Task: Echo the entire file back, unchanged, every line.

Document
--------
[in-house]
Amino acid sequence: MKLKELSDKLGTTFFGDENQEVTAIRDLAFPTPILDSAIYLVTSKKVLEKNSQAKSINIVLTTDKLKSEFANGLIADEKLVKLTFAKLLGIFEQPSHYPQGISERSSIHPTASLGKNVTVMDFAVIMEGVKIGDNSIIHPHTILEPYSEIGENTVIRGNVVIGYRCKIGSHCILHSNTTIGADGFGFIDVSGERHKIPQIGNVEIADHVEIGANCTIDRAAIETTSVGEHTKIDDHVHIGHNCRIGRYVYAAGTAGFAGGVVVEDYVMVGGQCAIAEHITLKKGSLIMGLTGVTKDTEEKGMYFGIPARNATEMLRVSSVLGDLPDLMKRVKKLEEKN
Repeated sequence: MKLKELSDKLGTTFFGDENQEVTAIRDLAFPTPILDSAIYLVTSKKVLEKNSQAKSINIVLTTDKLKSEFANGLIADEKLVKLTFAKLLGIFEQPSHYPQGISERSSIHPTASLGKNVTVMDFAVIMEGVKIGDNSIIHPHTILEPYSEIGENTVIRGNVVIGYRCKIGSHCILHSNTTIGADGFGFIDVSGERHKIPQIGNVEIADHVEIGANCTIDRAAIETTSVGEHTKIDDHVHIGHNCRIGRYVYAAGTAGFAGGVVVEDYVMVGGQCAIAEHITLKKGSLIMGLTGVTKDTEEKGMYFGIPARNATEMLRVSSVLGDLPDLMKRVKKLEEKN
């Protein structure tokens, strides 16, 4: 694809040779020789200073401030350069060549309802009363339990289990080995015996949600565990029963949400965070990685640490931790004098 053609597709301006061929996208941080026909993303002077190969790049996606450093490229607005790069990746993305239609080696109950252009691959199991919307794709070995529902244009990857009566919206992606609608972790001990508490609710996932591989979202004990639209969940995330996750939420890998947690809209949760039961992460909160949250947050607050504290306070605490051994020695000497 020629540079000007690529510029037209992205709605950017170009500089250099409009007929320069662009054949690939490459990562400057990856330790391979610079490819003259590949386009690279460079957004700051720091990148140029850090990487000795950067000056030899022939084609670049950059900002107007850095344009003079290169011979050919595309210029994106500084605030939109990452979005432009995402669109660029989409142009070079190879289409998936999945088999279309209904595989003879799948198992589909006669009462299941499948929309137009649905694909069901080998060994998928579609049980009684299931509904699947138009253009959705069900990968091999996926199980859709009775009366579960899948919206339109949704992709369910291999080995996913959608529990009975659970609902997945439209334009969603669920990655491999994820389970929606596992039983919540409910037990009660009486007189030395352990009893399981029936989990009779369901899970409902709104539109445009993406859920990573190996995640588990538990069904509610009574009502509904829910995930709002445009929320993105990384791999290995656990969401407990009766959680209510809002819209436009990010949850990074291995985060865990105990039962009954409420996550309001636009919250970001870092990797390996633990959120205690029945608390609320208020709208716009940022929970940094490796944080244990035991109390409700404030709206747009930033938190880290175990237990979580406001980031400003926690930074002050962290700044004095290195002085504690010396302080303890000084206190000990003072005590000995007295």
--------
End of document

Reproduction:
[in-house]
Amino acid sequence: MKLKELSDKLGTTFFGDENQEVTAIRDLAFPTPILDSAIYLVTSKKVLEKNSQAKSINIVLTTDKLKSEFANGLIADEKLVKLTFAKLLGIFEQPSHYPQGISERSSIHPTASLGKNVTVMDFAVIMEGVKIGDNSIIHPHTILEPYSEIGENTVIRGNVVIGYRCKIGSHCILHSNTTIGADGFGFIDVSGERHKIPQIGNVEIADHVEIGANCTIDRAAIETTSVGEHTKIDDHVHIGHNCRIGRYVYAAGTAGFAGGVVVEDYVMVGGQCAIAEHITLKKGSLIMGLTGVTKDTEEKGMYFGIPARNATEMLRVSSVLGDLPDLMKRVKKLEEKN
Repeated sequence: MKLKELSDKLGTTFFGDENQEVTAIRDLAFPTPILDSAIYLVTSKKVLEKNSQAKSINIVLTTDKLKSEFANGLIADEKLVKLTFAKLLGIFEQPSHYPQGISERSSIHPTASLGKNVTVMDFAVIMEGVKIGDNSIIHPHTILEPYSEIGENTVIRGNVVIGYRCKIGSHCILHSNTTIGADGFGFIDVSGERHKIPQIGNVEIADHVEIGANCTIDRAAIETTSVGEHTKIDDHVHIGHNCRIGRYVYAAGTAGFAGGVVVEDYVMVGGQCAIAEHITLKKGSLIMGLTGVTKDTEEKGMYFGIPARNATEMLRVSSVLGDLPDLMKRVKKLEEKN
């Protein structure tokens, strides 16, 4: 694809040779020789200073401030350069060549309802009363339990289990080995015996949600565990029963949400965070990685640490931790004098 053609597709301006061929996208941080026909993303002077190969790049996606450093490229607005790069990746993305239609080696109950252009691959199991919307794709070995529902244009990857009566919206992606609608972790001990508490609710996932591989979202004990639209969940995330996750939420890998947690809209949760039961992460909160949250947050607050504290306070605490051994020695000497 020629540079000007690529510029037209992205709605950017170009500089250099409009007929320069662009054949690939490459990562400057990856330790391979610079490819003259590949386009690279460079957004700051720091990148140029850090990487000795950067000056030899022939084609670049950059900002107007850095344009003079290169011979050919595309210029994106500084605030939109990452979005432009995402669109660029989409142009070079190879289409998936999945088999279309209904595989003879799948198992589909006669009462299941499948929309137009649905694909069901080998060994998928579609049980009684299931509904699947138009253009959705069900990968091999996926199980859709009775009366579960899948919206339109949704992709369910291999080995996913959608529990009975659970609902997945439209334009969603669920990655491999994820389970929606596992039983919540409910037990009660009486007189030395352990009893399981029936989990009779369901899970409902709104539109445009993406859920990573190996995640588990538990069904509610009574009502509904829910995930709002445009929320993105990384791999290995656990969401407990009766959680209510809002819209436009990010949850990074291995985060865990105990039962009954409420996550309001636009919250970001870092990797390996633990959120205690029945608390609320208020709208716009940022929970940094490796944080244990035991109390409700404030709206747009930033938190880290175990237990979580406001980031400003926690930074002050962290700044004095290195002085504690010396302080303890000084206190000990003072005590000995007295």